something under O(n^2) complexity when the usage requirements
do not actually depend on the headTarget.
I've added a branch on stage which contains a test for cmake's big-O
order in the number of targets. I'm not merging it yet, but if anyone
wants to test with it, feel free.

linear-target-test

Please note that on a Core i7 @ 3.4 GHz the test currently takes 1100+
seconds. Feel free to remove the higher-end test cases to make the wait
easier. Unfortunately, the number of points is low, so the correlation
can be high while it looks obviously non-linear[1], so don't remove too
many.

--Ben

[1]https://bit.ly/1jl6IYt r² == 0.82
Brad King
2014-07-09 15:12:14 UTC
Permalink
Post by Brad King
cmake_minimum_required(VERSION 2.8.9)
project(ManyLibs C)
set(LibPrev)
foreach(n RANGE 100)
add_library(Lib${n} SHARED lib.c)
target_link_libraries(Lib${n} LINK_PUBLIC ${LibPrev})
set(LibPrev Lib${n})
endforeach()
A similar case also appears when building VTKWikiExamples
as discussed on the cmake user list here:

cmake 3.0 memory usage on VTKWikiExamples
http://thread.gmane.org/gmane.comp.programming.tools.cmake.user/49910/focus=49922

Memory usage explodes during generation and CMake sometimes
runs out and crashes.

-Brad
Stephen Kelly
2014-07-15 11:00:24 UTC
Permalink
Post by Brad King
Post by Brad King
cmake_minimum_required(VERSION 2.8.9)
project(ManyLibs C)
set(LibPrev)
foreach(n RANGE 100)
add_library(Lib${n} SHARED lib.c)
target_link_libraries(Lib${n} LINK_PUBLIC ${LibPrev})
set(LibPrev Lib${n})
endforeach()
A similar case also appears when building VTKWikiExamples
cmake 3.0 memory usage on VTKWikiExamples
http://thread.gmane.org/gmane.comp.programming.tools.cmake.user/49910/focus=49922
Memory usage explodes during generation and CMake sometimes
runs out and crashes.
Is this affected in any way by the recent refactoring with the same
motivation?

Thanks,

Steve.
Brad King
2014-07-15 13:47:54 UTC
Permalink
Post by Stephen Kelly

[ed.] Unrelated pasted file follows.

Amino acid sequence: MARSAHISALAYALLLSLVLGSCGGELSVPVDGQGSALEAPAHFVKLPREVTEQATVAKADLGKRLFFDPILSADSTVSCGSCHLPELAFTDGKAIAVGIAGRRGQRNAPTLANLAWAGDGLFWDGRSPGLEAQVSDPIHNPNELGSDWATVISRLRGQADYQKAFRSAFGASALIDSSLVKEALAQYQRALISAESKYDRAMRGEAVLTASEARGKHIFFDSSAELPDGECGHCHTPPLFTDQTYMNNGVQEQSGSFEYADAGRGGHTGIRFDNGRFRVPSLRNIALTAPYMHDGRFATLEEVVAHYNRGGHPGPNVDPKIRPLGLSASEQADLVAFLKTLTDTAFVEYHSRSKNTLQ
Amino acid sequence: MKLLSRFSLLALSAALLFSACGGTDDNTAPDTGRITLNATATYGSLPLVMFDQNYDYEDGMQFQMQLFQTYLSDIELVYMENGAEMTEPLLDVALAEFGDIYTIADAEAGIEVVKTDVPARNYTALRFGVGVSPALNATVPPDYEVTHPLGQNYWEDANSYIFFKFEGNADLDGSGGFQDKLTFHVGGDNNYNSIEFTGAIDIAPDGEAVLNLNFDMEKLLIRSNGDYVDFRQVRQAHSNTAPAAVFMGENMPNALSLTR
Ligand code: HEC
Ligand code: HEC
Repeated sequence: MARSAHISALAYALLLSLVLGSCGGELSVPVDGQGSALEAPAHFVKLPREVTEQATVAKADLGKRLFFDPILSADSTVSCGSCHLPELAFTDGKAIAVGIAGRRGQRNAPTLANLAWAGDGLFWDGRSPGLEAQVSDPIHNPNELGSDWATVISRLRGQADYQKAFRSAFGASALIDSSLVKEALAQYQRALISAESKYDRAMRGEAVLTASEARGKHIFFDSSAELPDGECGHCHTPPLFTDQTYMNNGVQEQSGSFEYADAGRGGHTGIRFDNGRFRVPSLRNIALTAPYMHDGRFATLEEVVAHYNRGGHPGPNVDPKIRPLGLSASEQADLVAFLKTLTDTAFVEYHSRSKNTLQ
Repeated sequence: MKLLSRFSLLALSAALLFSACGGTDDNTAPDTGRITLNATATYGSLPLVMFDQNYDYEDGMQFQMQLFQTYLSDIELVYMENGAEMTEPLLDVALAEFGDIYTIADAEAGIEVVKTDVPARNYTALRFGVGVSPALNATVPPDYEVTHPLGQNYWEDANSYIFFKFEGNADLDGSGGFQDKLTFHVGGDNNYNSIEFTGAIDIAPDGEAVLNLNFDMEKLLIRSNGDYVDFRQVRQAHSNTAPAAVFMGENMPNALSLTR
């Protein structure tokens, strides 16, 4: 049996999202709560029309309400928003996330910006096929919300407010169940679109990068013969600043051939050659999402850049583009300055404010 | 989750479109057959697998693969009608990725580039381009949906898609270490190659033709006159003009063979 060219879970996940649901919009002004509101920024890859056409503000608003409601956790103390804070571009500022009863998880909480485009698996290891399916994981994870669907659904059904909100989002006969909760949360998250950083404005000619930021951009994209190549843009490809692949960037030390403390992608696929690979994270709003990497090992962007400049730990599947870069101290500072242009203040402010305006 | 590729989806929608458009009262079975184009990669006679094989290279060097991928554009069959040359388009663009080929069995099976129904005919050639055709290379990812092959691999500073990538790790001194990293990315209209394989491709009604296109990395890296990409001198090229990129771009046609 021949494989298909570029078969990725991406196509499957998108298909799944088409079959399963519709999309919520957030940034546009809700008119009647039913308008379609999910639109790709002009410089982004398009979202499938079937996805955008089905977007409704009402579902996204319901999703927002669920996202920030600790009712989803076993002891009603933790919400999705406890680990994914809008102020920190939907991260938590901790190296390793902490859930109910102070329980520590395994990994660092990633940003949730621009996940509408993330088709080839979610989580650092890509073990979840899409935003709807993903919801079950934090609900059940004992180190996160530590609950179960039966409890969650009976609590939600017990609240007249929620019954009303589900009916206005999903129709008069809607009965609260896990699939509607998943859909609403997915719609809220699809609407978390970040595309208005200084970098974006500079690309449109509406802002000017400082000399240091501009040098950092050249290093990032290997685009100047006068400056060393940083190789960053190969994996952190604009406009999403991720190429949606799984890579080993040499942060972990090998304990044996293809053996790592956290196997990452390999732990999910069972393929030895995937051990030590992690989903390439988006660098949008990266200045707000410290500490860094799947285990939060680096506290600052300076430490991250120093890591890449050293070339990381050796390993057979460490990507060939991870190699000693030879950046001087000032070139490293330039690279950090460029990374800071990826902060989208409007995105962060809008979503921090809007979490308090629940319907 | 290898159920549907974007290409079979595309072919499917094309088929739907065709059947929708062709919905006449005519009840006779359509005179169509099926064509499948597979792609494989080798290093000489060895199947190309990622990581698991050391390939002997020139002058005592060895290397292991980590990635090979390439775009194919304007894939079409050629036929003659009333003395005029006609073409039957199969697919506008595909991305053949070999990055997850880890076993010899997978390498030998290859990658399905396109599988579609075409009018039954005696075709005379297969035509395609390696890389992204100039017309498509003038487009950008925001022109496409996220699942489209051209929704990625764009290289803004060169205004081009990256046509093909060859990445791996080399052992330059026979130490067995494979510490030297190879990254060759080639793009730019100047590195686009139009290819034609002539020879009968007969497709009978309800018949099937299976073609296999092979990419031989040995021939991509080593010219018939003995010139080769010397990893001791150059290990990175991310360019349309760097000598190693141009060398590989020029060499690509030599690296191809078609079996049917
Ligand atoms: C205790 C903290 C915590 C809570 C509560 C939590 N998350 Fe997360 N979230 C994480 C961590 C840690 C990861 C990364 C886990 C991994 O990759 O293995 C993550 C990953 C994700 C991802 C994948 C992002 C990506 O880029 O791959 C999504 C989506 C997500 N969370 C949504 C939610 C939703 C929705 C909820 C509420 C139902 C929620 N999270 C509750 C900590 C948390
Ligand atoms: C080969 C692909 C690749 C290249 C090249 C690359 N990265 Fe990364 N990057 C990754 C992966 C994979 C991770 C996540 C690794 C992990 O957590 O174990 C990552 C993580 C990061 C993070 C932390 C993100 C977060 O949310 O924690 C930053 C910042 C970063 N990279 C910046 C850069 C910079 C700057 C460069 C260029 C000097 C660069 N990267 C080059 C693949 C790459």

Post by Brad King
Memory usage explodes during generation and CMake sometimes
runs out and crashes.
Is this affected in any way by the recent refactoring with the same
motivation?
The refactoring so far does not help much directly, but it does
reduce some code duplication to make further improvements easier.

A small example that is a bit closer to what
happens in VTKWikiExamples is:

cmake_minimum_required(VERSION 2.8.9)
project(ManyLibs C)

set(LibPrev)
foreach(n RANGE 100)
add_library(Lib${n} SHARED lib.c)
target_link_libraries(Lib${n} LINK_PUBLIC ${LibPrev})
set(LibPrev Lib${n})
endforeach()
foreach(n RANGE 100)
add_executable(Exe${n} exe.c)
target_link_libraries(Exe${n} ${LibPrev})
endforeach()

On my machine:

========= ========= ========= ========
version real user sys
========= ========= ========= ========
2.8.9 0m1.017s 0m0.912s 0m0.096s
2.8.12.2 0m7.293s 0m7.156s 0m0.120s
3.0.0 0m10.728s 0m10.384s 0m0.128s
487b6ccd 0m20.819s 0m20.724s 0m0.092s
7bc84502 0m11.390s 0m11.296s 0m0.084s
========= ========= ========= ========

The cleanup between 487b6ccd and 7bc84502 got this example
back to 3.0-ish time but nothing like 2.8.9.

-Brad

Brad King
2014-06-09 14:05:26 UTC
Permalink
Steve,
Post by Ben Boeckel
9) Performance
Ben's concerns are more important than the following, but I also
wonder if we can reduce the startup time by combining the ABI
and Feature checks:

# Try to identify the ABI and configure it into CMakeCCompiler.cmake
include(${CMAKE_ROOT}/Modules/CMakeDetermineCompilerABI.cmake)
CMAKE_DETERMINE_COMPILER_ABI(C ${CMAKE_ROOT}/Modules/CMakeCCompilerABI.c)
# Try to identify the compiler features
include(${CMAKE_ROOT}/Modules/CMakeDetermineCompileFeatures.cmake)
CMAKE_DETERMINE_COMPILE_FEATURES(C)

into a single try-compile.

Thanks,
-Brad
Stephen Kelly
2014-06-10 16:09:04 UTC
Permalink
Post by Stephen Kelly
Here is a dump of some notes I have accumulated regarding compile features.
Any comments on the rest of this?

Thanks,

Steve.
Brad King
2014-06-10 17:27:30 UTC
Permalink
Post by Stephen Kelly
Post by Stephen Kelly
Here is a dump of some notes I have accumulated regarding compile features.
Any comments on the rest of this?
Someday perhaps ;)

My main concern beyond the performance side right now is getting the
features populated for VS >= 10. Then we will have the most popular
compilers on Linux, OS X, and Windows covered.

-Brad
Stephen Kelly
2014-06-13 09:19:21 UTC
Permalink
Post by Stephen Kelly
Here is a dump of some notes I have accumulated regarding compile features.
Just a few more:

10) WriteCompilerDetectionHeader content size

Already, with only two compilers supported, the header generated by
WriteCompilerDetectionHeader is quite large when generating for all
features.

If that is a problem (Is it?), then a solution may be to generate something
like:

#if Foo_COMPILER_IS_GNU
#include "foo_compiler_detection_gnu.hpp"